The Rock Center’s research has also leveraged critical business data to build valuable, highly specialized clearinghouses. The Foreign Corrupt Practices Act Clearinghouse, a joint venture with the Sullivan & Cromwell law firm, maintains a database of documents and statistics related to enforcement of the FCPA, the 1977 law outlawing payments by U.S. companies to foreign officials. The Securities Class Action Clearinghouse (SCAC), a collaboration with Cornerstone Research, provides a free database of detailed information related to the prosecution, defense, and settlement of federal class action securities fraud litigation.
Most recently, the Rock Center created its COVID-19 Memo Database, which to date has collected more than 14,000 COVID-related research memoranda written by large U.S. law firms. Practitioners can find, for instance, DLA Piper’s update on the limits imposed by the state of Texas on President Biden’s vaccine mandate and Morrison & Foerster’s analysis of employer mask requirements.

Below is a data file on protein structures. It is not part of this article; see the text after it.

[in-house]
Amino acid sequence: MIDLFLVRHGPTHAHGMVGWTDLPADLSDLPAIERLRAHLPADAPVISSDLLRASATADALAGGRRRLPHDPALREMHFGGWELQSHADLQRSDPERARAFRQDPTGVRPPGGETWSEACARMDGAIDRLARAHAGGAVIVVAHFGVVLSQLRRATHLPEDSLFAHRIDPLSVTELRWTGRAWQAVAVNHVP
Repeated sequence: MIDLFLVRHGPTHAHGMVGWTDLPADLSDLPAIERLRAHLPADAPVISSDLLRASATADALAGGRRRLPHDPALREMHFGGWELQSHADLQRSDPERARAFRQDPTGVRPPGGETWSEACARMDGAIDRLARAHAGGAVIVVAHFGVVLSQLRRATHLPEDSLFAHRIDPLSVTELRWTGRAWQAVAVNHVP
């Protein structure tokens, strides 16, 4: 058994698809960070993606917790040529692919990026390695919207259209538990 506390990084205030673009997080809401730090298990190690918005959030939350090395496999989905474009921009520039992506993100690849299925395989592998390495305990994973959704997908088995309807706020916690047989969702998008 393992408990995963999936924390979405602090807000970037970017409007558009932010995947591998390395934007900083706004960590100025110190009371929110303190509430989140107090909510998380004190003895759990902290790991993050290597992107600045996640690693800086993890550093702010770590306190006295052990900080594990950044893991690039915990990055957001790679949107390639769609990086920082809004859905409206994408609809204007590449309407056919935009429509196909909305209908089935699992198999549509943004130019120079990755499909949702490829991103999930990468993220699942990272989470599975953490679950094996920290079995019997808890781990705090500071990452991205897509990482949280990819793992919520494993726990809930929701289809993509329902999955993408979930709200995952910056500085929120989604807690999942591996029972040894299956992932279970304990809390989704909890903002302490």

Many of the Rock Center’s videos, research papers, and other publications are free and easily accessible on its website. By addressing constituents both within and outside the Stanford community, “we want to foster an ecosystem of learning,” says Michael Callahan, the center’s executive director and professor of the practice of law at SLS.
For their part, Stanford students participate in the Rock Center primarily through its visiting speaker series. “I remember very rich discussions,” says Justin Bryant, JD ’21, who served on the Rock Center’s student advisory board and moderated a 2021 discussion with Woodie Dixon, Jr., general counsel at education technology firm Chegg Inc. “It was a great opportunity for us to hear from practitioners and ask questions in a very intimate format,” Bryant adds.